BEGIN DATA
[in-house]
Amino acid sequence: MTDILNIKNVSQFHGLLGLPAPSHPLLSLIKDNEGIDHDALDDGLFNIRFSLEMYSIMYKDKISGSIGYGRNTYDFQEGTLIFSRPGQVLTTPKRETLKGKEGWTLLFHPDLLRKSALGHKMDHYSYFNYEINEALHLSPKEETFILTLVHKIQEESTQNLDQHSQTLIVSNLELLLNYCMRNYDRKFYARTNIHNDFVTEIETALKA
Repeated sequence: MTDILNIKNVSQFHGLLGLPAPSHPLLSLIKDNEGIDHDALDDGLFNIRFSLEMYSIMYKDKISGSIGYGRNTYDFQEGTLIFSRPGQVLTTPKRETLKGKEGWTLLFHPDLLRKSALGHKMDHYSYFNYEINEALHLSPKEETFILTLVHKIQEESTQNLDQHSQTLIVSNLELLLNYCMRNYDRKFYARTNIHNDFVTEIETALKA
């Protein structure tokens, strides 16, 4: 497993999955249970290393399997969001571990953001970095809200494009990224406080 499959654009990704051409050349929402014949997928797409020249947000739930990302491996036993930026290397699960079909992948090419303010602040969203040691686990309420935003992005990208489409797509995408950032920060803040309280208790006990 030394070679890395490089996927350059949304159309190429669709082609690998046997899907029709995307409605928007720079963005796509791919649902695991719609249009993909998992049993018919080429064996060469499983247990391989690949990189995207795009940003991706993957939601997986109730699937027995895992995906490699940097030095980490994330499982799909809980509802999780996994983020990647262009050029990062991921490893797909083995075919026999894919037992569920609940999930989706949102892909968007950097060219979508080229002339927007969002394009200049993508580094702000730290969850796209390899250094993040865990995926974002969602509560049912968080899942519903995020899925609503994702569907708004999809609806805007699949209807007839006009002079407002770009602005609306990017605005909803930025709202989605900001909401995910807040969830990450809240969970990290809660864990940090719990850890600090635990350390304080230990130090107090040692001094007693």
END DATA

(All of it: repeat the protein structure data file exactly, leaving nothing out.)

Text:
[in-house]
Amino acid sequence: MTDILNIKNVSQFHGLLGLPAPSHPLLSLIKDNEGIDHDALDDGLFNIRFSLEMYSIMYKDKISGSIGYGRNTYDFQEGTLIFSRPGQVLTTPKRETLKGKEGWTLLFHPDLLRKSALGHKMDHYSYFNYEINEALHLSPKEETFILTLVHKIQEESTQNLDQHSQTLIVSNLELLLNYCMRNYDRKFYARTNIHNDFVTEIETALKA
Repeated sequence: MTDILNIKNVSQFHGLLGLPAPSHPLLSLIKDNEGIDHDALDDGLFNIRFSLEMYSIMYKDKISGSIGYGRNTYDFQEGTLIFSRPGQVLTTPKRETLKGKEGWTLLFHPDLLRKSALGHKMDHYSYFNYEINEALHLSPKEETFILTLVHKIQEESTQNLDQHSQTLIVSNLELLLNYCMRNYDRKFYARTNIHNDFVTEIETALKA
């Protein structure tokens, strides 16, 4: 497993999955249970290393399997969001571990953001970095809200494009990224406080 499959654009990704051409050349929402014949997928797409020249947000739930990302491996036993930026290397699960079909992948090419303010602040969203040691686990309420935003992005990208489409797509995408950032920060803040309280208790006990 030394070679890395490089996927350059949304159309190429669709082609690998046997899907029709995307409605928007720079963005796509791919649902695991719609249009993909998992049993018919080429064996060469499983247990391989690949990189995207795009940003991706993957939601997986109730699937027995895992995906490699940097030095980490994330499982799909809980509802999780996994983020990647262009050029990062991921490893797909083995075919026999894919037992569920609940999930989706949102892909968007950097060219979508080229002339927007969002394009200049993508580094702000730290969850796209390899250094993040865990995926974002969602509560049912968080899942519903995020899925609503994702569907708004999809609806805007699949209807007839006009002079407002770009602005609306990017605005909803930025709202989605900001909401995910807040969830990450809240969970990290809660864990940090719990850890600090635990350390304080230990130090107090040692001094007693």